In RACER Magazine: Choose the Moment

In RACER Magazine: Choose the Moment

RACER Magazine Excerpts

In RACER Magazine: Choose the Moment


Fate and circumstance made him NASCAR’s biggest star, yet Dale Earnhardt Jr. remained true to himself. The two-time Daytona 500 winner’s decision to quit racing at the end of 2017 is entirely in keeping with that.

On Nov. 19, the checkered flag will fall at Homestead-Miami Speedway, Fla., and when it does, two things will happen: A new Monster Energy NASCAR Cup Series champion will be crowned, and Dale Earnhardt Jr.’s career as a full-time Cup driver will conclude after 18 seasons.

As the son of the late, great Dale Earnhardt, Junior came into the sport with almost unattainable expectations: His father won seven Cup championships and 76 points races, and was the true cock of the walk in the NASCAR garage. In a sport filled with alpha males, the senior Earnhardt was the biggest and baddest of all.

But the elder Earnhardt perished in a last-lap crash in the Daytona 500, Feb. 18, 2001. Overnight, Earnhardt Jr. inherited the overwhelming majority of his late father’s fans to go with his own considerable fan base – not to mention a weight of pressure and expectations that might have crushed a lesser man.

At the time of his father’s passing, the younger Earnhardt was in only his second full season of Cup, having won his first race at Texas Motor Speedway in April 2000 and NASCAR’s All-Star Race in May.

The two Earnhardts couldn’t have been more different: Daddy was “The Intimidator,” “The Man In Black,” a former linthead who escaped the mill town of Kannapolis, N.C., to become a blue-collar Everyman and hero to millions.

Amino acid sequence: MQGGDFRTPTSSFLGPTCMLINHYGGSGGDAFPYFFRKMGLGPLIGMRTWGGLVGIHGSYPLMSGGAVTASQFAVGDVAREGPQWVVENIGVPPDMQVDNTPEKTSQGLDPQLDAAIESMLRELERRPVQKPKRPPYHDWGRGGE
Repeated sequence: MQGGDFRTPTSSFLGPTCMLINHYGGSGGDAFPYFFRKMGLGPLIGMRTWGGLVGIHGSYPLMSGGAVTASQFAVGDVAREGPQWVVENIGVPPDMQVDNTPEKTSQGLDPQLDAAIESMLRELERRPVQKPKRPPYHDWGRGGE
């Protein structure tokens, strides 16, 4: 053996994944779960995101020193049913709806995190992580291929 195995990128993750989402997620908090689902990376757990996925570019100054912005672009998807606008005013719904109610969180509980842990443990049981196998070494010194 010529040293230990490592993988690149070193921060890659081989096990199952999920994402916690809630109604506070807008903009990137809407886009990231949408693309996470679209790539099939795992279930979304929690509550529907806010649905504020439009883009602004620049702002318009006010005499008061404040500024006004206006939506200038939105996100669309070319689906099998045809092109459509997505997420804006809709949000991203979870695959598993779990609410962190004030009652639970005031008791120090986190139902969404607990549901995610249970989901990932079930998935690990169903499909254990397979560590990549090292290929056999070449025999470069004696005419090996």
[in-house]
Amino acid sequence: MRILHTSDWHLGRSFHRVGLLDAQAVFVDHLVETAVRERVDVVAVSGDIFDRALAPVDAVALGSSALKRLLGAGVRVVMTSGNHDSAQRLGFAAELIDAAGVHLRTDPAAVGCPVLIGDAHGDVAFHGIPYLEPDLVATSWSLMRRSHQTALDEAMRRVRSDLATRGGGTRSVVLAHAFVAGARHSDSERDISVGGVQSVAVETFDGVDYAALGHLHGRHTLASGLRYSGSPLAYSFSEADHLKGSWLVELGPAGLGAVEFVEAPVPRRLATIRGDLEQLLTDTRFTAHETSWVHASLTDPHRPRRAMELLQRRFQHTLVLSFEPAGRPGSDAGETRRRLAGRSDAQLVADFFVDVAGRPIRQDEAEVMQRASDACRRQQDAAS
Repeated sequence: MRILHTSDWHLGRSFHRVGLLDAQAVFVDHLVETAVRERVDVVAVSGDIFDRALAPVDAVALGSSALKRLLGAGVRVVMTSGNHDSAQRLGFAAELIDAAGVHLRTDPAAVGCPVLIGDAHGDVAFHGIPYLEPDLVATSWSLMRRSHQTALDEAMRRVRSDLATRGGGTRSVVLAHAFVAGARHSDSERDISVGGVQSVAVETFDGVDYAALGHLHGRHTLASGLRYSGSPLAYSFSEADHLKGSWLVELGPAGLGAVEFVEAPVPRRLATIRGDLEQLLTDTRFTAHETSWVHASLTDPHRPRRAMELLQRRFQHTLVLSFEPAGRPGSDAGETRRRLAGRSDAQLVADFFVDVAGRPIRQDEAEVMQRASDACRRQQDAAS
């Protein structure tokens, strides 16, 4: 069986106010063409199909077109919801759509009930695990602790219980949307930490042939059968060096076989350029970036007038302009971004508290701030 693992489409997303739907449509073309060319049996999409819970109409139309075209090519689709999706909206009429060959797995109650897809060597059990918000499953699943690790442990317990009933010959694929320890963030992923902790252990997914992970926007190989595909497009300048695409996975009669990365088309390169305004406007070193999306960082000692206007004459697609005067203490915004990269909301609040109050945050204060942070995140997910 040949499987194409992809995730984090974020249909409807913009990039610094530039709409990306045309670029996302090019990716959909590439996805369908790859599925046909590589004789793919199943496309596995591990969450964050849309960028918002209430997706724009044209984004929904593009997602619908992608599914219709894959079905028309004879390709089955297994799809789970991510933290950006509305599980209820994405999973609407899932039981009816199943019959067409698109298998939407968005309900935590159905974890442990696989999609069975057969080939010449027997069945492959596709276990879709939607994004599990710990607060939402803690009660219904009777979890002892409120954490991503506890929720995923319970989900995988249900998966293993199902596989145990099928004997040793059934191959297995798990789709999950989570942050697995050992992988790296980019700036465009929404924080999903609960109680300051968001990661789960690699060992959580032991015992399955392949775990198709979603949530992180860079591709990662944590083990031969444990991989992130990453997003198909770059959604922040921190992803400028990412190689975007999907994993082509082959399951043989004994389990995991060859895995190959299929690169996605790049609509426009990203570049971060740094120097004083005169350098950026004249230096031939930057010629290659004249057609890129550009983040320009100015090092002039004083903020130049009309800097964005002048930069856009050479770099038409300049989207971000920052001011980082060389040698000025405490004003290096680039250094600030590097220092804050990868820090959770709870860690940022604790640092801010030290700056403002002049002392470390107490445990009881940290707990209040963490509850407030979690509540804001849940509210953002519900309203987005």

In personality, Earnhardt Jr. is much more quiet, humble and introspective. Tellingly, he describes himself in his Twitter bio as “Former backup fullback for Mooresville Blue Devils varsity soccer. Retired automotive service mechanic. Aspiring BBQ Pitmaster. Friends, Music, Beer!”

What the two shared was deep loyalty to family, close friends and their race teams. When Earnhardt Jr. announced earlier this year that he was retiring, he worried about his team members.

“It’s really emotional,” Earnhardt Jr. said. “I just don’t like letting people down, and worry about disappointing my boss and my friend (Rick Hendrick), and my crew. These guys, we all depend on each other to be there every day, so to come in and say I’m not going to be here one day is very difficult. We all kind of wish we could stay together forever.”

In terms of on-track performance, Dale Jr. has put up solid, but not spectacular numbers. Through the fall Talladega race, he had 26 wins, 149 top fives and 14 poles in 626 starts. Included in those totals are two Daytona 500 triumphs, in 2004 (pictured below) and ’14, plus eight other restrictorplate points-race wins, a total that trails only five NASCAR Hall of Famers: The elder Earnhardt (13), Cale Yarborough (12), Jeff Gordon (12), Richard Petty (12) and David Pearson (11).

Earnhardt Jr. also has eight non-points wins (five in Daytona 500 qualifying Duels, two in the curtain raising Clash, and that one All-Star Race back in 2000), and has qualified for NASCAR’s playoffs eight times.

Detractors will point out that Dale Jr. never won a championship (his best was third in points in a pre playoffs 2003 season), nor did he ever win some of NASCAR’s other majors, including the Coca-Cola 600 at Charlotte Motor Speedway, the Southern 500 at Darlington Raceway or the Brickyard 400 at Indianapolis Motor Speedway.

There have been harrowing moments for Earnhardt Jr. on track, too: He escaped with only minor burns when his Corvette crashed and burst into flames in practice for a one-off American Le Mans Series outing at Sonoma Raceway, Calif., in 2004. Earnhardt Jr. later told “60 Minutes” reporter Mike Wallace that he felt his late father help pull him from the inferno.

Get the full version of this story in the 2017 Technology Issue of RACER magazine, on sale now. Take a video tour of the issue:

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